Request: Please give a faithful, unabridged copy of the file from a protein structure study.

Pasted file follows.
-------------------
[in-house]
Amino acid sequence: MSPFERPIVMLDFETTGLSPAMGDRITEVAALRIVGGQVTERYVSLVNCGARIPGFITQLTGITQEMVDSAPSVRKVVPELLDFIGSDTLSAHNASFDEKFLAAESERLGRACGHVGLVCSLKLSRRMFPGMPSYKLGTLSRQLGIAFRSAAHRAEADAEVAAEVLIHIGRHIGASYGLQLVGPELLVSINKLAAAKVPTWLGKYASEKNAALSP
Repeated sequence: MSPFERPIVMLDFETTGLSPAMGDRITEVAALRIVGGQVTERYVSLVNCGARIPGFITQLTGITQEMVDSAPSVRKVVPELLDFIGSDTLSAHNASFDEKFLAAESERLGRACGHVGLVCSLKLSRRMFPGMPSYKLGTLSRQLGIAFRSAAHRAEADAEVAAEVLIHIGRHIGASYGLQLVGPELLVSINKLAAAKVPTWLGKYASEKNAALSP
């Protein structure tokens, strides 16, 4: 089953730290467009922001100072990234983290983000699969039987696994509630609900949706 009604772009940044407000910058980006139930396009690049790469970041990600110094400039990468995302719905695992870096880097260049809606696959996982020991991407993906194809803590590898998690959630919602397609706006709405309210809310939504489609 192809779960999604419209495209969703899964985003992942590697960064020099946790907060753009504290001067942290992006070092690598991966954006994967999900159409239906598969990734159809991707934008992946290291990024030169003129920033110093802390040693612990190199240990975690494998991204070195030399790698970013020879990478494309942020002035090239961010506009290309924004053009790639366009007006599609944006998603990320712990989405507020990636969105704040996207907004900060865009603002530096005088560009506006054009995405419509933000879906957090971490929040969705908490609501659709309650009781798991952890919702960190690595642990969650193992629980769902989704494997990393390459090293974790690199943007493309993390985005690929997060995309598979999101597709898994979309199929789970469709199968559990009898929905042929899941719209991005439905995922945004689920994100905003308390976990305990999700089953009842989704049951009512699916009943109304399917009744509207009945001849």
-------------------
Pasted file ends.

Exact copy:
[in-house]
Amino acid sequence: MSPFERPIVMLDFETTGLSPAMGDRITEVAALRIVGGQVTERYVSLVNCGARIPGFITQLTGITQEMVDSAPSVRKVVPELLDFIGSDTLSAHNASFDEKFLAAESERLGRACGHVGLVCSLKLSRRMFPGMPSYKLGTLSRQLGIAFRSAAHRAEADAEVAAEVLIHIGRHIGASYGLQLVGPELLVSINKLAAAKVPTWLGKYASEKNAALSP
Repeated sequence: MSPFERPIVMLDFETTGLSPAMGDRITEVAALRIVGGQVTERYVSLVNCGARIPGFITQLTGITQEMVDSAPSVRKVVPELLDFIGSDTLSAHNASFDEKFLAAESERLGRACGHVGLVCSLKLSRRMFPGMPSYKLGTLSRQLGIAFRSAAHRAEADAEVAAEVLIHIGRHIGASYGLQLVGPELLVSINKLAAAKVPTWLGKYASEKNAALSP
């Protein structure tokens, strides 16, 4: 089953730290467009922001100072990234983290983000699969039987696994509630609900949706 009604772009940044407000910058980006139930396009690049790469970041990600110094400039990468995302719905695992870096880097260049809606696959996982020991991407993906194809803590590898998690959630919602397609706006709405309210809310939504489609 192809779960999604419209495209969703899964985003992942590697960064020099946790907060753009504290001067942290992006070092690598991966954006994967999900159409239906598969990734159809991707934008992946290291990024030169003129920033110093802390040693612990190199240990975690494998991204070195030399790698970013020879990478494309942020002035090239961010506009290309924004053009790639366009007006599609944006998603990320712990989405507020990636969105704040996207907004900060865009603002530096005088560009506006054009995405419509933000879906957090971490929040969705908490609501659709309650009781798991952890919702960190690595642990969650193992629980769902989704494997990393390459090293974790690199943007493309993390985005690929997060995309598979999101597709898994979309199929789970469709199968559990009898929905042929899941719209991005439905995922945004689920994100905003308390976990305990999700089953009842989704049951009512699916009943109304399917009744509207009945001849």